Researchers have identified an explosive new mechanism that breaks down meteors as they hurtle toward Earth. New simulations of falling meteors suggest air particles penetrate the space rocks' porous interiors as they careen through the atmosphere. These air particles create pockets of high pressure that ultimately lead the rock to explode from the inside, tens of kilometers above the Earth.
When a meteor comes hurtling toward Earth, the high-pressure air in front of it seeps into its pores and cracks, pushing the body of the meteor apart and causing it to explode.
When comet 45P zipped past Earth early in 2017, researchers observing from NASA's Infrared Telescope Facility, or IRTF, in Hawai'i gave the long-time trekker a thorough astronomical checkup. The results help fill in crucial details about ices in Jupiter-family comets and reveal that quirky 45P doesn't quite match any comet studied so far.
Gemini Observatory provided key observations in characterizing an object visiting from outside our solar system, 'Oumuamua. After the object was discovered by Pan-STARRS1 on Haleakala, both Gemini telescopes dropped everything to observe 'Oumuamua for three nights as it quickly dimmed from view. Researchers found that despite its interstellar origin, the object is similar in composition to some objects in our Solar System but its shape is unlike anything found around our Sun.
The vault-like, 40-foot diameter, 40-ton door of Chamber A at NASA's Johnson Space Center in Houston was unsealed on Nov. 18, signaling the end of cryogenic testing for NASA's James Webb Space Telescope.
Objects scattered to the inner region of the Solar System by Jupiter's growth brought most of the water now found on Earth. Authors of an journal Icarus article describe a computational model which simulates the gravitational interaction between celestial bodies during the era of planet formation, also providing basis for the hypothesis of the dragging of water-rich "planetesimals".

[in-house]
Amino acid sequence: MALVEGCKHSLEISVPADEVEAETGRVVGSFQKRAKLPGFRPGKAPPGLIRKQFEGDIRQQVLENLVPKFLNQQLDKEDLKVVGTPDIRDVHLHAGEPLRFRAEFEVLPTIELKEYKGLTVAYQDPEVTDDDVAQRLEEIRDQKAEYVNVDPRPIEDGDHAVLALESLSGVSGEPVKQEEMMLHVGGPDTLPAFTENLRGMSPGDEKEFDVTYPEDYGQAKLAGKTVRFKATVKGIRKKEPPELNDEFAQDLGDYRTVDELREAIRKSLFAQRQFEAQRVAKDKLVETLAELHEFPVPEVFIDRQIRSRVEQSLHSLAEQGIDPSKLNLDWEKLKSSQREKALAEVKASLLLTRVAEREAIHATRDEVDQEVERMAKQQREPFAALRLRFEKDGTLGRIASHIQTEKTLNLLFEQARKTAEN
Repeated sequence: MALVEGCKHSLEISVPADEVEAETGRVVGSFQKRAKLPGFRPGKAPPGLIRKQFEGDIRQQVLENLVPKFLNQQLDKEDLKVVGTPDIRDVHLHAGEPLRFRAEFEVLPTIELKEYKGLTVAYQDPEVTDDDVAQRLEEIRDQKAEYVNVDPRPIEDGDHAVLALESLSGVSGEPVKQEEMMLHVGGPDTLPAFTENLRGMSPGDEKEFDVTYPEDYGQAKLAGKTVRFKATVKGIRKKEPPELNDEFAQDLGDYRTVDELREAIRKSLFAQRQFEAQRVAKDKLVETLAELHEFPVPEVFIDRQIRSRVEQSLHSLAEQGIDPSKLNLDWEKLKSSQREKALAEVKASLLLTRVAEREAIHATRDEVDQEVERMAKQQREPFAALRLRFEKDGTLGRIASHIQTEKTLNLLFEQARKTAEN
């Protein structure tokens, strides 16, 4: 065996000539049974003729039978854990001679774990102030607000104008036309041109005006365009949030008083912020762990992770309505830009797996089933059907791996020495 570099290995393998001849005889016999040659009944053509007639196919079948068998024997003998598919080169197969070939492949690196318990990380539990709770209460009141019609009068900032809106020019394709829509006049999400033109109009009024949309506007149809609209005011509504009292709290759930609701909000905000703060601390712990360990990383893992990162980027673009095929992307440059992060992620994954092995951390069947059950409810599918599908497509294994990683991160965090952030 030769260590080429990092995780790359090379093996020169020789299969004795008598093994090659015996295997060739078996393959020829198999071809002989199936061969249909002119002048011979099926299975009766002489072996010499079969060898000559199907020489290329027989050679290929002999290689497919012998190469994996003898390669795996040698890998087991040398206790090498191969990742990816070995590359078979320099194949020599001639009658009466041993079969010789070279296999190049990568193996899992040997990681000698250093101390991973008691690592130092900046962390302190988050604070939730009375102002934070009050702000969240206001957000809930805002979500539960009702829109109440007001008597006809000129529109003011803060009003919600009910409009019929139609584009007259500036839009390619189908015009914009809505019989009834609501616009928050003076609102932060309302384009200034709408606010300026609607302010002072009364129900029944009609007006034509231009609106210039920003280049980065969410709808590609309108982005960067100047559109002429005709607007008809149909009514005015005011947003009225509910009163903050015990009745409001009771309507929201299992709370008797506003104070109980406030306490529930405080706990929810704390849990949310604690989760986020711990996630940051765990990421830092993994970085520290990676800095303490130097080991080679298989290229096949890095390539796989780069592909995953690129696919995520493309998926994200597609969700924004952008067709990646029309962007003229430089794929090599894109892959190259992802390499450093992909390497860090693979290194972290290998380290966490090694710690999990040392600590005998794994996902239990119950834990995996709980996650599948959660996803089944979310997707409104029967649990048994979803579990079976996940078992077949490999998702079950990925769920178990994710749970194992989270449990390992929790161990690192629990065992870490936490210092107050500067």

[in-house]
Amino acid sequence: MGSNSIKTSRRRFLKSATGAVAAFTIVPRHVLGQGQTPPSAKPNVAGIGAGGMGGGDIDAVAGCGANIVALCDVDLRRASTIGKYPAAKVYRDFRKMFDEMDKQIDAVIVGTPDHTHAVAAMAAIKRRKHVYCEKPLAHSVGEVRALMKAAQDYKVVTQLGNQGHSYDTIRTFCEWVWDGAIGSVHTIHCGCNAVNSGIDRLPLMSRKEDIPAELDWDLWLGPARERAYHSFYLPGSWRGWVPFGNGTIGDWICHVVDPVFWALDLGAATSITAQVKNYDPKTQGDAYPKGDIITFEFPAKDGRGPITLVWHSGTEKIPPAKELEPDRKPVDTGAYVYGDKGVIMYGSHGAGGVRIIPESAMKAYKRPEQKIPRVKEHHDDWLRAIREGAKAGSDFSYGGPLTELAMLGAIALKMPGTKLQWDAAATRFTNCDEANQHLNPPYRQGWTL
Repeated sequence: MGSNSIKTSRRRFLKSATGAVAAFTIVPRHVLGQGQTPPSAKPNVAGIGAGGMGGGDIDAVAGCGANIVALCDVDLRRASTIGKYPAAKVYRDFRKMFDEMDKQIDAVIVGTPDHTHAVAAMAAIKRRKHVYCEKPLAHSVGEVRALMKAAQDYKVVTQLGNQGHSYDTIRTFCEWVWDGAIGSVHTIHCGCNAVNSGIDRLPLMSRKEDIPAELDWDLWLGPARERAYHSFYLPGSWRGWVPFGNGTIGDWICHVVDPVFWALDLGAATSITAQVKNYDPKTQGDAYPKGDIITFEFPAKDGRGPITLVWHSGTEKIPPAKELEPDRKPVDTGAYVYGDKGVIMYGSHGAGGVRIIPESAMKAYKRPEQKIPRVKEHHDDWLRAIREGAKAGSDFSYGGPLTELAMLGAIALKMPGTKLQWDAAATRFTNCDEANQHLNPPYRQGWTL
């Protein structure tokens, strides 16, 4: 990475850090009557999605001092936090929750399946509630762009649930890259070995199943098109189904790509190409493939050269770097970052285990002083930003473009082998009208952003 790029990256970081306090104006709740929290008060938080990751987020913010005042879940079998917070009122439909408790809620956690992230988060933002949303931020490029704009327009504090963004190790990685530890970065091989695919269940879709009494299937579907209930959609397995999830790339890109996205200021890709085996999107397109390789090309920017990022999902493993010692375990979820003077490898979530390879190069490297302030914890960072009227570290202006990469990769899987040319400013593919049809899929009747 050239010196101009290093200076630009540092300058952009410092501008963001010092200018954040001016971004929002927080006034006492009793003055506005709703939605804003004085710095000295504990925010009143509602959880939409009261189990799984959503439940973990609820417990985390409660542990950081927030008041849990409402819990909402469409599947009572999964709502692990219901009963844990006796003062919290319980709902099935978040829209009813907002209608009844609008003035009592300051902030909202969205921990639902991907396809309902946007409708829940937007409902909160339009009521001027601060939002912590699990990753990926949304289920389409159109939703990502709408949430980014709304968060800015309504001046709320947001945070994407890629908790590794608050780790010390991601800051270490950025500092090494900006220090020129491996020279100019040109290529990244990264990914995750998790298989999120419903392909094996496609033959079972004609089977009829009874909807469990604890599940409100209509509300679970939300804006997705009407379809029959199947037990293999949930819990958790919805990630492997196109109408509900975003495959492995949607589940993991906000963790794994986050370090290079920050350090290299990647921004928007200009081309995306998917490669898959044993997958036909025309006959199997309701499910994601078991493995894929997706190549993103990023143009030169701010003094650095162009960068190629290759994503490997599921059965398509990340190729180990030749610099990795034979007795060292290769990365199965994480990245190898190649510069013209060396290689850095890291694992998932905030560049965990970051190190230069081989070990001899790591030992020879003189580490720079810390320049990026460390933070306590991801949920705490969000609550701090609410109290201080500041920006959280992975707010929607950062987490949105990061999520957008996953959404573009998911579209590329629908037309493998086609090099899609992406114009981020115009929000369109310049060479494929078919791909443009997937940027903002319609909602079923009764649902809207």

On Nov. 14, scientists with the California Institute of Technology, the University of Washington and eight additional partner institutions, announced that the Zwicky Transient Facility, the latest sensitive tool for astrophysical observations in the Northern Hemisphere, has seen 'first light' and took its first detailed image of the night sky. When fully operational in 2018, the ZTF will scan almost the entire northern sky every night.
A new robotic camera that can capture hundreds of thousands of stars and galaxies in a single shot has taken its first image -- an event astronomers refer to as 'first light.' The camera is the centerpiece of a new automated sky survey called the Zwicky Transient Facility (ZTF), based at Caltech's Palomar Observatory. As partners in the ZTF effort, University of Maryland astronomers made important contributions to the planning and design of the project.
Sun-gazing missions SOHO and STEREO watched the return of comet 96P/Machholz when it entered their fields of view between Oct. 25-30. It is extremely rare for comets to be seen simultaneously from two different locations in space, and these are the most comprehensive parallel observations ever taken of this comet.
A team of WSU researchers has for the first time observed and recorded the creation of hexagonal diamond under shock compression, revealing crucial details about how it is formed. The discovery could help planetary scientists use the presence of hexagonal diamond at meteorite craters to estimate the severity of impacts.